However, when an opportunity arose to punish voters who turned their backs on the Conservatives, a project that Lawrence Cannon had promised suddenly failed to meet the criteria.

Seriously. Is there one set of rules for the Prime Minister's friends and another for his enemies? Is Nigel Wright in charge of enforcing those rules?

EthicsOral Questions

2:30 p.m.

Nepean—Carleton Ontario

Conservative

Pierre Poilievre ConservativeMinister of Employment and Social Development and Minister for Democratic Reform

Mr. Speaker, it is disappointing that the NDP is siding with Patrick Brazeau to try to break the rules, but it is not surprising that the NDP would have to raise taxes to pay for this kind of irresponsible spending decision.

The NDP would say yes to anything just because someone lobbied for it. On this side, we make investments that are justifiable after we go through evaluations. That is why we have been able to balance the budget and cut taxes for Canadians. We will keep doing that.

EthicsOral Questions

2:30 p.m.

NDP

Ève Péclet NDP La Pointe-de-l'Île, QC

Mr. Speaker, what the Minister of Employment and Social Development is describing is exactly what the Minister of Public Works and Government Services did.

Since the ethics commissioner's damning report was released, memory loss has run rampant. The minister says she does not recall talking to Nigel Wright, and the Prime Minister does not even remember the project.

However, it was important enough for three of his ministers and two of his close advisors to intervene on behalf of a good friend of the Prime Minister and overturn a decision made by departmental officials.

If that is not favouritism, then how does the Prime Minister explain the fact that three ministers and two staffers got involved in awarding a grant?

EthicsOral Questions

2:35 p.m.

Haldimand—Norfolk Ontario

Conservative

Diane Finley ConservativeMinister of Public Works and Government Services

Mr. Speaker, as I have said several times, I have always believed that this project to improve access to the Markham centre for people with disabilities was worthwhile and in the public interest.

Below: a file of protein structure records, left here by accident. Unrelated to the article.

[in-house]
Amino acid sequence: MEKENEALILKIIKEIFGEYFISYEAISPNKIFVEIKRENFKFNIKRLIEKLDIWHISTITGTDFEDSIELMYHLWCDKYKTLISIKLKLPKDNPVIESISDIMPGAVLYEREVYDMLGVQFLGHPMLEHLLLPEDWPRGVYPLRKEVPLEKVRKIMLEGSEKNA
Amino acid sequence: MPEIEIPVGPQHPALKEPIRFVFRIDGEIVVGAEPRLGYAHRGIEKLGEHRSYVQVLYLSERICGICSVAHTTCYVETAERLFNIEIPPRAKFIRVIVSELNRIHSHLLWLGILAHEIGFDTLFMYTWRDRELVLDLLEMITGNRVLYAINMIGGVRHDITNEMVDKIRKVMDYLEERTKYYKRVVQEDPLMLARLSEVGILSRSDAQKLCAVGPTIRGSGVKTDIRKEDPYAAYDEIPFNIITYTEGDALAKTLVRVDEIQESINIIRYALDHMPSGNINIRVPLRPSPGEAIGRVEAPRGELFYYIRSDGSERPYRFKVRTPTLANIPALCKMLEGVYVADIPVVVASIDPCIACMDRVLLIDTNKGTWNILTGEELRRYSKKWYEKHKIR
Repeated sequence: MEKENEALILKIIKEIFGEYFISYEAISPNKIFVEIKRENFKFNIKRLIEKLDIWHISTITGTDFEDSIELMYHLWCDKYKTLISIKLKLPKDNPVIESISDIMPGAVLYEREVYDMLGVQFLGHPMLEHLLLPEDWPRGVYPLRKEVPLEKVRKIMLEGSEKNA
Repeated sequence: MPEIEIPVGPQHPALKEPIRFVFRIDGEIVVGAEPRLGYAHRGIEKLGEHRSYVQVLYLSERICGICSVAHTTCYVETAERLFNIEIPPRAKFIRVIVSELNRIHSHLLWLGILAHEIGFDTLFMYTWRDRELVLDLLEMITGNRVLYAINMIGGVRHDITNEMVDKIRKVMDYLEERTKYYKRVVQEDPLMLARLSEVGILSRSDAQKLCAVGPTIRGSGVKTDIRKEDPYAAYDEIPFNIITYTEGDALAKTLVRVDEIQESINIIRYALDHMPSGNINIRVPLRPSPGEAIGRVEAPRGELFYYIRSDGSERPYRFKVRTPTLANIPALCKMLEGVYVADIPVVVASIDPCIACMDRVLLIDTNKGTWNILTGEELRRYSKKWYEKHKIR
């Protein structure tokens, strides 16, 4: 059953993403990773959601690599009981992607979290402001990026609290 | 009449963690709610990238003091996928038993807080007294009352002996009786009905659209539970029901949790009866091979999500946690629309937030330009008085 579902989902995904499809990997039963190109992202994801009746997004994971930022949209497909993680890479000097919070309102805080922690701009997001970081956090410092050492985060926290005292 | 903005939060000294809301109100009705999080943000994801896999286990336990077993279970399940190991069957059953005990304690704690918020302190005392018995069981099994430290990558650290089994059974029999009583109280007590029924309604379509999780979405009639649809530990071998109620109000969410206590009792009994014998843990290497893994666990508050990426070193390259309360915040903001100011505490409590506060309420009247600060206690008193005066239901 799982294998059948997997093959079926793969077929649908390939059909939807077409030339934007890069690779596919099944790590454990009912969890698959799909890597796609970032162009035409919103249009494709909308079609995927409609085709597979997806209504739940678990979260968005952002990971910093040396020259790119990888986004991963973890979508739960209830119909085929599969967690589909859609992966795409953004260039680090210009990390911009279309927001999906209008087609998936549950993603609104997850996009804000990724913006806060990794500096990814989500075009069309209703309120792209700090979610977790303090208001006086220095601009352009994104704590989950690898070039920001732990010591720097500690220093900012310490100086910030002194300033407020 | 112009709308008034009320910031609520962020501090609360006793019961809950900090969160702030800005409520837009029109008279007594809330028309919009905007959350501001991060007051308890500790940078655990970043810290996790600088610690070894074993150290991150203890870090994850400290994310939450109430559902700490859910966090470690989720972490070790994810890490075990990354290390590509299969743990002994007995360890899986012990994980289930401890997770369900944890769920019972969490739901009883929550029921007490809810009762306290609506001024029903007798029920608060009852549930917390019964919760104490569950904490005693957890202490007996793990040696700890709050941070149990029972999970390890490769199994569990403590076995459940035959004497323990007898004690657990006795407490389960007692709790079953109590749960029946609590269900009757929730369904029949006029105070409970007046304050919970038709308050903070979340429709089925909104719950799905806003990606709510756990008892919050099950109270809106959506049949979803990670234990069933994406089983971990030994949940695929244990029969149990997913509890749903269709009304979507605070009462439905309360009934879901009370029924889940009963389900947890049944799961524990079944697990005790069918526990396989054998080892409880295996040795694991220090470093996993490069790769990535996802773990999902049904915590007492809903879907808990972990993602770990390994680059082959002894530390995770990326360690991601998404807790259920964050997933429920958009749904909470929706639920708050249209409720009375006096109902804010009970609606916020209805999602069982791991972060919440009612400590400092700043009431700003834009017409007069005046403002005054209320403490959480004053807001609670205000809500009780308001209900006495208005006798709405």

I myself made the decision, and I have always believed that this project was good for the people of Markham.

EthicsOral Questions

2:35 p.m.

NDP

Charlie Angus NDP Timmins—James Bay, ON

Mr. Speaker, the minister has been found guilty and here is the problem with her defence. She says that she cannot remember speaking to Nigel Wright about the project. Then she said, “Don't worry, there was nothing political”, which raises this question. Why was Nigel Wright phoning her about the project in the first place?

Let me try to jog her memory. She took a rejected project from the bottom of the pile and pushed it above 160 other qualified projects. Will she at least tell the House what was it that caught her eye about this rejected proposal? Why were so many key Conservatives so keen to give one of their friends so much public money?

EthicsOral Questions

2:35 p.m.

Haldimand—Norfolk Ontario

Conservative

Diane Finley ConservativeMinister of Public Works and Government Services

Mr. Speaker, our government is very proud to have launched the enabling accessibility fund, which has helped millions of people across the country to have full inclusion and the ability to participate. It is unfortunate that the NDP voted against this program that has benefited virtually all of their constituents.

I always knew there was value in this project. I always believed it would be in the public interest. I co-operated fully during the three years of this investigation.

EthicsOral Questions

2:35 p.m.

NDP

Charlie Angus NDP Timmins—James Bay, ON

Mr. Speaker, she hides behind disabled children to explain why she was feeling guilty for breaking the rules to give money to her friends—

EthicsOral Questions

2:35 p.m.

Some hon. members

Oh, oh!